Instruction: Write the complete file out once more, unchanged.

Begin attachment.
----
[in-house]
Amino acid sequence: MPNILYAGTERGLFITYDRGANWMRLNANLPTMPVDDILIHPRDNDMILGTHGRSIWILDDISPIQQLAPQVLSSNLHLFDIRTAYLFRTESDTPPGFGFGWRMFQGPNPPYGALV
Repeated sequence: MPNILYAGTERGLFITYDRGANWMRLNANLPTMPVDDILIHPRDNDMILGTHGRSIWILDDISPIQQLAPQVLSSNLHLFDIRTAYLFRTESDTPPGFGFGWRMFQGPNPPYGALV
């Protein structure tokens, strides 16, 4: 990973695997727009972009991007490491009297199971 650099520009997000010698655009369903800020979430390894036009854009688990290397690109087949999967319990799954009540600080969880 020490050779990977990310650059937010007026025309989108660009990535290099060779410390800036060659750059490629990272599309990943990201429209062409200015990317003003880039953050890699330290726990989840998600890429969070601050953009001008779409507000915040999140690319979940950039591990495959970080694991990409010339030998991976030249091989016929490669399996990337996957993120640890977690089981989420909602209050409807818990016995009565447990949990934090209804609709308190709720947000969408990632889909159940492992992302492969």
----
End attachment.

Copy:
[in-house]
Amino acid sequence: MPNILYAGTERGLFITYDRGANWMRLNANLPTMPVDDILIHPRDNDMILGTHGRSIWILDDISPIQQLAPQVLSSNLHLFDIRTAYLFRTESDTPPGFGFGWRMFQGPNPPYGALV
Repeated sequence: MPNILYAGTERGLFITYDRGANWMRLNANLPTMPVDDILIHPRDNDMILGTHGRSIWILDDISPIQQLAPQVLSSNLHLFDIRTAYLFRTESDTPPGFGFGWRMFQGPNPPYGALV
């Protein structure tokens, strides 16, 4: 990973695997727009972009991007490491009297199971 650099520009997000010698655009369903800020979430390894036009854009688990290397690109087949999967319990799954009540600080969880 020490050779990977990310650059937010007026025309989108660009990535290099060779410390800036060659750059490629990272599309990943990201429209062409200015990317003003880039953050890699330290726990989840998600890429969070601050953009001008779409507000915040999140690319979940950039591990495959970080694991990409010339030998991976030249091989016929490669399996990337996957993120640890977690089981989420909602209050409807818990016995009565447990949990934090209804609709308190709720947000969408990632889909159940492992992302492969």